Trump and Trade – implications for Asia

By Andrew Swan

We believe that increasing discontent among the middle class of developed markets over the impact of globalization on muted wage growth has been one of the main themes of 2016 and has been one of the key drivers of Brexit and Trump’s election. And while we recognize that President Trump will have to address many of these trade liberalization concerns, we do not think he or the US policy makers will pass any dramatic trade policies given the significant trade reliance that the US has on Asia. In our opinion however, milder forms of trade protectionism policies are likely to be implemented and the potential impact on Asia, US’ biggest trading partner, could be substantial.

Trump unlikely to enact dramatic, overtly protectionist trade policies

While Trump has employed colourful and impassioned language around trade policy, we believe the actual implementation will be much milder than his rhetoric. Firstly, it will be difficult to substitute Asia’s strong value chain, infrastructure and ecosystem built over the past decades. It will likely take years to rebuild manufacturing in US to meet its own demand. Decades long of reduction in the US manufacturing sector has resulted in a decline of skillset, along with a decrease in the size of the manufacturing sector to ~10% of total private sector jobs today from ~17% twenty years ago.* Therefore, we believe it will be neither a quick nor easy task to ramp up existing factories, build new ones, and attract workers back to manufacturing. Furthermore, bringing back production onshore will likely increase the price of products and come at a cost to the US consumers. The question is whether said costs will be compensated by higher wages and economic growth. Lastly, broad business opposition in the form of lobbying and World Trade Organization trade law violation concerns will certainly post formidable resistance in keeping any overtly protectionist policies in check.

However, we do think various forms of milder trade protectionism policies will be implemented

At the heart of President Trump’s view is that trade policy is a lever to support export growth, job creation, and ultimately economic growth, therefore, it is likely that some form of trade protectionist policy will be implemented. Take for example the border tax adjustment, one of the proposed policies, which is much less abrasive and much more realistic than his now infamous rhetoric around “building a wall along the border of US and Mexico”. The border tax adjustment proposes to impose a tariff on imports at the marginal corporate tax rate, and to not tax revenues from exports. This potentially significantly improves the cost competitiveness of American produced products and if implemented, should result in a mildly positive near term impact on US GDP growth as import falls and trade balance narrows.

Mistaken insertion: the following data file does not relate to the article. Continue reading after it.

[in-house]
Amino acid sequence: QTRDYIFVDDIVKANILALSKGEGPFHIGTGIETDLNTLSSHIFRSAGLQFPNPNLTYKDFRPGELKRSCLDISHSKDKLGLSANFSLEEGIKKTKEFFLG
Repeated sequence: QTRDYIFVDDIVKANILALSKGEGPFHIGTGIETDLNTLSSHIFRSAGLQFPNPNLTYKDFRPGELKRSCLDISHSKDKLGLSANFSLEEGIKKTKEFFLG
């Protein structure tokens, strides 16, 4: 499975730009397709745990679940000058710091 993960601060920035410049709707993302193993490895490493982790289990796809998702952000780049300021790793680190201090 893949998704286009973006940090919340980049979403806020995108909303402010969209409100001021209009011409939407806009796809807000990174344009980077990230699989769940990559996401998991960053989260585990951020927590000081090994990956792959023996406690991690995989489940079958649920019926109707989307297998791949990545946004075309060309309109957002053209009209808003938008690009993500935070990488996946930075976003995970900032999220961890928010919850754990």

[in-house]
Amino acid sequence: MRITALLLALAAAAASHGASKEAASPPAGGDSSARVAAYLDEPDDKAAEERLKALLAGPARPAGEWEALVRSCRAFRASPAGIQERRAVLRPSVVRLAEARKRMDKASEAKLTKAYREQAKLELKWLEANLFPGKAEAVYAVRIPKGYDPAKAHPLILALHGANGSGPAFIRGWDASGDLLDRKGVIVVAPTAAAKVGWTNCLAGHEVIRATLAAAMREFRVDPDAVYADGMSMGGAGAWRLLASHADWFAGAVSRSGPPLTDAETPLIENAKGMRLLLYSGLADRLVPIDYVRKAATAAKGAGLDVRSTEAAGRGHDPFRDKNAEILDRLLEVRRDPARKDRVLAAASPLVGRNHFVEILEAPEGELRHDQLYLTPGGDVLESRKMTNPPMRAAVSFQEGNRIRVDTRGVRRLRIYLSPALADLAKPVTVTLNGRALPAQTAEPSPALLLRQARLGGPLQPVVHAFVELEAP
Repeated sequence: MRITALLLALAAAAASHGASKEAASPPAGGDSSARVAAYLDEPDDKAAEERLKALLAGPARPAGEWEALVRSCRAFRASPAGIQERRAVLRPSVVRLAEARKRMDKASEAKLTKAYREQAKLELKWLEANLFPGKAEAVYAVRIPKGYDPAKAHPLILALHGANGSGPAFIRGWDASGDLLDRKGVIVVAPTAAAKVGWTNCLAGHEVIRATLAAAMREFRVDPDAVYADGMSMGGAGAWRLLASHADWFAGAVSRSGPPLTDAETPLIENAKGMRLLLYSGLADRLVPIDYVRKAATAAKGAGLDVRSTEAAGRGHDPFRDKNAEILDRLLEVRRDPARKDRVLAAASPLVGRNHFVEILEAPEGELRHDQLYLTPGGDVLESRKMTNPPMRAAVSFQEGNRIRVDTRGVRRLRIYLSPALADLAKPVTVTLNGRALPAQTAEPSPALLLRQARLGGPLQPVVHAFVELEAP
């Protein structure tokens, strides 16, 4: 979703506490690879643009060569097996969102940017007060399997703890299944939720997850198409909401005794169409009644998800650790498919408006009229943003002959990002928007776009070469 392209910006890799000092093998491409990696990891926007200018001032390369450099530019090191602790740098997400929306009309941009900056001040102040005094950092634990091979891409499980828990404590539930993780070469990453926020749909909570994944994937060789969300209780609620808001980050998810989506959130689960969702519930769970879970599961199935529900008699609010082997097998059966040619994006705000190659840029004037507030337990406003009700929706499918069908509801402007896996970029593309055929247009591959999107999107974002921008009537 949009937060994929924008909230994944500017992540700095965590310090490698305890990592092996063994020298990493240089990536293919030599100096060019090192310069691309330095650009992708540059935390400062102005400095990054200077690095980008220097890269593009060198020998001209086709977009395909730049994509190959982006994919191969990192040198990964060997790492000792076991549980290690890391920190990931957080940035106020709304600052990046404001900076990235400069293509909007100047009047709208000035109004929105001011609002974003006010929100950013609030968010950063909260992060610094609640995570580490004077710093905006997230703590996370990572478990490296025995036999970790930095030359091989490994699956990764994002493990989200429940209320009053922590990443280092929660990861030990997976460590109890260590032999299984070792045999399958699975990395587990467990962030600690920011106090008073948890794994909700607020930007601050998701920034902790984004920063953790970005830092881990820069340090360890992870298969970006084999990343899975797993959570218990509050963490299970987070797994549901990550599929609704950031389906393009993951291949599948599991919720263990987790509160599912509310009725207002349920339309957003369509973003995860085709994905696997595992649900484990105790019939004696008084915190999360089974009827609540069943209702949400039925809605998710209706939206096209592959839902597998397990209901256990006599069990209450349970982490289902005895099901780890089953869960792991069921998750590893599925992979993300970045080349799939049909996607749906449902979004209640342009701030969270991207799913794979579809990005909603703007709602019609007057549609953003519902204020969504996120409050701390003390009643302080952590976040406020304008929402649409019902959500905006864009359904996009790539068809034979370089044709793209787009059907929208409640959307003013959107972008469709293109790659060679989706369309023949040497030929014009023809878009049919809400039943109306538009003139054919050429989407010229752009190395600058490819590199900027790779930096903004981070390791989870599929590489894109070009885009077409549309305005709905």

China likely to be the main victim but rippling effects across Asian supply chain will also be significant

Given Asia’s role as a major global trade hub with its intertwined, intra-regional supply chains spanning a number of economies, we acknowledge that the region is more exposed to trade-related external shocks than many other regions in the world. At a regional level, Asia makes up 67% of the US goods trade deficit and accounts for 8 of the top 15 countries with which the US runs a goods trade deficit. Currently, 85% of US imports from Asia are end products (rather than intermediate goods or raw materials) with a significant portion coming from China, which is by far the country where the US has the largest trade deficits with and hence is likely to be hurt most by US’ trade protectionist policy. Noteworthy however is that China imports close to 50% of intermediate goods from the broader Asia region, suggesting a considerable reliance on Asia’s supply network.* Therefore, although we do not believe the US will displace major manufacturing powerhouses like China, which has built up competitive advantages over the past decades in large-scale manufacturing, we recognize any direct trade impacts between the US and China will likely be reverberated across the entire Asian production line.

In conclusion, while border tax adjustment may be a more realistic form of trade protectionism to be implemented by the Trump administration, execution remains uncertain and we do not yet have clarity as to what extent the types of goods would be covered. However, trade barriers (border tax adjustment or otherwise) would have a transformational impact on the US trade relationship with the rest of the world if implemented. Therefore, we remain watchful of the heightened trade protectionism risk, especially as we think an implementation of trade barriers from the US can be quite negative for Asia and such risk is not yet well understood by investors and is still currently underpriced.

Head of Asian Equities for the Fundamental Equity

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*Sources: BlackRock, Bloomberg, Feb 2017
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